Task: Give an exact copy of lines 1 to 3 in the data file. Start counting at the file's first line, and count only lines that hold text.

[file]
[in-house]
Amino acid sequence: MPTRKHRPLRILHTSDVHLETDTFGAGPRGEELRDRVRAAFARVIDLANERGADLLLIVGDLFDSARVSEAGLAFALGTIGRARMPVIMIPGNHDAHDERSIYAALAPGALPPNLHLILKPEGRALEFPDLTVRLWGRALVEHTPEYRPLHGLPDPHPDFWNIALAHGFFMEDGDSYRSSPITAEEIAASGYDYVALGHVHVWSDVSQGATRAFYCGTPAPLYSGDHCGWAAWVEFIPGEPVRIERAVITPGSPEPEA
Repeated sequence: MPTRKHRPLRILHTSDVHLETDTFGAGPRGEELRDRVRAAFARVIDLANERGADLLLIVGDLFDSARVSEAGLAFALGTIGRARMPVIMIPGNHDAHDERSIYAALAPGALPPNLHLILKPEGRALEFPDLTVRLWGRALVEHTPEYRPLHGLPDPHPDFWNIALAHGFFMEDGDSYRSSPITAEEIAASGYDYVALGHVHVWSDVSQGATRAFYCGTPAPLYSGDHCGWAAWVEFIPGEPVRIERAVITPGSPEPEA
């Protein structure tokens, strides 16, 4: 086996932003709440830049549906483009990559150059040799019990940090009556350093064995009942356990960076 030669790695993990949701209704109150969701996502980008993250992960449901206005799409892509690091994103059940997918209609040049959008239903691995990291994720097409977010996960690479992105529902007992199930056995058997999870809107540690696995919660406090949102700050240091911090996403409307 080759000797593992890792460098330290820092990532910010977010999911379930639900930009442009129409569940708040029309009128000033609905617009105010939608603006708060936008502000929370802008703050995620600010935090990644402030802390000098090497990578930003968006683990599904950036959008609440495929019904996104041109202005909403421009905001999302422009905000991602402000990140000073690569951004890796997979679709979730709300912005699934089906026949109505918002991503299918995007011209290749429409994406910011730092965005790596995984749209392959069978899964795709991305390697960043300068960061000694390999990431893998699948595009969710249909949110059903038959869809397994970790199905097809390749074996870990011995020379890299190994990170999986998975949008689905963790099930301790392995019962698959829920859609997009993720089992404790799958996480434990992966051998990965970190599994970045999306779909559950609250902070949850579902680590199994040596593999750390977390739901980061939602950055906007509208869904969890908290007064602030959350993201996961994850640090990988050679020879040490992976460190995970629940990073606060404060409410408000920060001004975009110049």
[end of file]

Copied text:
[in-house]
Amino acid sequence: MPTRKHRPLRILHTSDVHLETDTFGAGPRGEELRDRVRAAFARVIDLANERGADLLLIVGDLFDSARVSEAGLAFALGTIGRARMPVIMIPGNHDAHDERSIYAALAPGALPPNLHLILKPEGRALEFPDLTVRLWGRALVEHTPEYRPLHGLPDPHPDFWNIALAHGFFMEDGDSYRSSPITAEEIAASGYDYVALGHVHVWSDVSQGATRAFYCGTPAPLYSGDHCGWAAWVEFIPGEPVRIERAVITPGSPEPEA
Repeated sequence: MPTRKHRPLRILHTSDVHLETDTFGAGPRGEELRDRVRAAFARVIDLANERGADLLLIVGDLFDSARVSEAGLAFALGTIGRARMPVIMIPGNHDAHDERSIYAALAPGALPPNLHLILKPEGRALEFPDLTVRLWGRALVEHTPEYRPLHGLPDPHPDFWNIALAHGFFMEDGDSYRSSPITAEEIAASGYDYVALGHVHVWSDVSQGATRAFYCGTPAPLYSGDHCGWAAWVEFIPGEPVRIERAVITPGSPEPEA